The authors concluded that, if begun soon after infection, remdesivir treatment could help prevent severe lung damage in patients who have contracted COVID-19. However, because remdesivir failed to reduce the presence of the virus in the animals’ noses and throats, the researchers cautioned that patients given the medication may remain just as infectious despite improvement in their symptoms.
Shining a Light on Talking Transmission
Although COVID-19 primarily spreads via fluid droplets ejected from the body by a cough or sneeze, speaking also emits these droplets, raising the question of whether simply talking may transmit the virus from one person to another. To investigate this idea, a small group of scientists led by IRP senior investigators Philip Anfinrud, Ph.D., and Adriaan Bax, Ph.D., constructed a system that allowed them to see the droplets that were released by a person speaking. In their study, published on April 15 as a Letter to the Editor in the New England Journal of Medicine, a person spoke into a box painted black on the inside and a green laser lit up the droplets ejected from the speaker’s mouth.
While the study did not attempt to examine the likelihood of COVID-19 being transmitted via speech, the researchers did discover that saying the phrase “stay healthy” released a considerable number of fluid droplets from the mouth. Moreover, the louder the speech, the more droplets were produced. On the other hand, the same phrase produced no droplets when spoken through a slightly damp washcloth placed over the speaker’s mouth, providing further evidence for the value of face coverings in reducing the spread of the novel coronavirus.
Delving Into Decontamination of Critical Medical Equipment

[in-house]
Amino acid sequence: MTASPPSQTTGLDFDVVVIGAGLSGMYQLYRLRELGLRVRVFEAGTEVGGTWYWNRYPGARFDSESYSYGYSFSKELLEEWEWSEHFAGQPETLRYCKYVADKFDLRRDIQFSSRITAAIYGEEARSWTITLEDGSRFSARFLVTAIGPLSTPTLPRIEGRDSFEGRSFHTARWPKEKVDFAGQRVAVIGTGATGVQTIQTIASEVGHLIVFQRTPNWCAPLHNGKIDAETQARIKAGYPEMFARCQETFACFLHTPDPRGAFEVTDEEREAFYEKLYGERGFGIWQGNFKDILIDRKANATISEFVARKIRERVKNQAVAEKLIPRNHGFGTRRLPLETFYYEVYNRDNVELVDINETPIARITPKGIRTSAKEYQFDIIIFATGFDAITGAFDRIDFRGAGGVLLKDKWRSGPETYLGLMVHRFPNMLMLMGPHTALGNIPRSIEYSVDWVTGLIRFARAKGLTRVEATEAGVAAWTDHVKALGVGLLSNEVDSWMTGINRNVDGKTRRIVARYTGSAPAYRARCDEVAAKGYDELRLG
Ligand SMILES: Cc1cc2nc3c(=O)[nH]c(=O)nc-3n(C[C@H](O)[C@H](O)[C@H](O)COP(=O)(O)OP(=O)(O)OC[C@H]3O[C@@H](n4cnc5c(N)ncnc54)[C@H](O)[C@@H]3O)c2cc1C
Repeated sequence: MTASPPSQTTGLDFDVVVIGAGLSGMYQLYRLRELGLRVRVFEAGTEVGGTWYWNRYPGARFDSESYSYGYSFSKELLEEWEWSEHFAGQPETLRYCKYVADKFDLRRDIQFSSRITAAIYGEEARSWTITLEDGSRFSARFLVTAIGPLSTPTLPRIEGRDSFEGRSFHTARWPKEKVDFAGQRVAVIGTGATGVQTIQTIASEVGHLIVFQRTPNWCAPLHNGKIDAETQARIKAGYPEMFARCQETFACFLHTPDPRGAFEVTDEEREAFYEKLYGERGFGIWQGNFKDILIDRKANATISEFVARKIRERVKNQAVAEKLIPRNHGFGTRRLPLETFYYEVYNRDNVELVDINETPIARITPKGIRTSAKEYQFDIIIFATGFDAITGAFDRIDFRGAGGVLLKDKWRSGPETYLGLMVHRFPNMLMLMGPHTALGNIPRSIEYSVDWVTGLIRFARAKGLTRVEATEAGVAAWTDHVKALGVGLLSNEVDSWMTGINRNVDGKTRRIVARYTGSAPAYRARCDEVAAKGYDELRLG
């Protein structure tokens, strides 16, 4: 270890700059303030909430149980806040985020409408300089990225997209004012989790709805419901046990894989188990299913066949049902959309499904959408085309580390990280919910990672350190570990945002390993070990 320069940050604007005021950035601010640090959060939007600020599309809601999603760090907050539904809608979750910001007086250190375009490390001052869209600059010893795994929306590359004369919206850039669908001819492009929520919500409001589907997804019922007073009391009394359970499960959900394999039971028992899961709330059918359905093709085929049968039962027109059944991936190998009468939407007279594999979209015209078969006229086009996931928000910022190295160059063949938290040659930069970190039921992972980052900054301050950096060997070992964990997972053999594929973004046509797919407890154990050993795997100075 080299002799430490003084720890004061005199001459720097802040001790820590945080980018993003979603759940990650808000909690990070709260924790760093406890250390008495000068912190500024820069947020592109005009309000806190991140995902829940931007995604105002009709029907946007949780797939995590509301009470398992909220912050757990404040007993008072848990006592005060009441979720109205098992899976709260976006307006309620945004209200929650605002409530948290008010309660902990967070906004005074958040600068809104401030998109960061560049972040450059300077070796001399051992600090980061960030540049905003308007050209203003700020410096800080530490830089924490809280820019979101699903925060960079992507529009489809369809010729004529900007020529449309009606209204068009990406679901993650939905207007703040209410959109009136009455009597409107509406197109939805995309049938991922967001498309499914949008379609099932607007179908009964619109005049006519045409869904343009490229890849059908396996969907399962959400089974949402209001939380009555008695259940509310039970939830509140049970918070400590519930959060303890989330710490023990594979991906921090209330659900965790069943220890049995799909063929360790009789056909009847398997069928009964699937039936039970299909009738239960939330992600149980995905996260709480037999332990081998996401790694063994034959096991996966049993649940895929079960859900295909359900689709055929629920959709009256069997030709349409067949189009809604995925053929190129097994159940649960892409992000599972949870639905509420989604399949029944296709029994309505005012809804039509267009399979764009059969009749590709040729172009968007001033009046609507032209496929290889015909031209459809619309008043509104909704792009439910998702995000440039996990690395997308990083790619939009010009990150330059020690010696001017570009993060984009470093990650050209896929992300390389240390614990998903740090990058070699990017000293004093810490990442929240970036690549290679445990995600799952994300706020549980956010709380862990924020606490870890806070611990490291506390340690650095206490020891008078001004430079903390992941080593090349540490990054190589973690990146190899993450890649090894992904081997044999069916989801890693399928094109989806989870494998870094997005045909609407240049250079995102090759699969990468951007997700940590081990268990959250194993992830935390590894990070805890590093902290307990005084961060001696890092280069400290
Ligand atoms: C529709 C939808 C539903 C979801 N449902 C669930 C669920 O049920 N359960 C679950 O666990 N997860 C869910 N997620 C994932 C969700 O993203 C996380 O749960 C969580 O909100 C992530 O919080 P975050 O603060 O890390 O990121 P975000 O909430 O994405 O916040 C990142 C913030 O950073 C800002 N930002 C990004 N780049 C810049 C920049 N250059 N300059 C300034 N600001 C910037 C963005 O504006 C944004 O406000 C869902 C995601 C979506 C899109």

Many recent news stories have discussed the shortage of critical personal protective equipment, or PPE, in the United States, without which medical personnel are much more vulnerable to becoming infected with COVID-19 while treating patients. Among the most important PPE are N95 respirator masks designed to protect the wearer from inhaling infectious particles. While these masks are designed to be used only once, IRP scientists and collaborators from the University of California, Los Angeles, have examined several potential methods of decontaminating the masks so they can be used multiple times. Their findings were recently written up in an April 15 preprint.
The researchers found that 60 minutes of exposure to dry heat above 70 degrees Celsius (158 degrees Farenheit) or exposure to ultraviolet light killed all the coronavirus particles on contaminated pieces of the fabric used to make N95 respirators. Decontamination with vaporized hydrogen peroxide, a commonly used antiseptic chemical, was also effective. However, three decontaminations via the ultraviolet light or heat treatment methods caused problems with the masks’ seal and fit over the face, suggesting that respirators decontaminated in these ways should only be reused twice. No such problems occurred when N95 respirator masks were treated with vaporized hydrogen peroxide, leading the authors to conclude that masks decontaminated with that chemical could be re-used three times. Knowing how to effectively decontaminate N95 respirators, as well as how many times decontaminated equipment can safely be reused, will help alleviate the PPE shortage and keep medical personnel healthy.
Counting Undetected Coronavirus Cases
A team of IRP scientists is currently recruiting volunteers for a new study that will shed light on how many American adults have antibodies for COVID-19 despite never having been officially diagnosed with the illness. Antibodies against the virus in a person’s blood indicate that individual was infected at one point, though he or she may not have been tested for COVID-19 or may have had no symptoms. By looking for antibodies in blood samples collected from as many as 10,000 participants, the study will provide crucial information about how widely the virus has spread in the United States and whether individuals from particular groups are more or less likely to contract the disease.
As these examples show, the NIH Intramural Research Program has leapt into the fight against COVID-19 with unprecedented speed and determination. The results of the IRP studies that have already been completed, as well as those that are now starting up or will be initiated in the near future, will increase our understanding of the disease and accelerate the creation of effective treatments and preventative measures.
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This page was last updated on Tuesday, May 23, 2023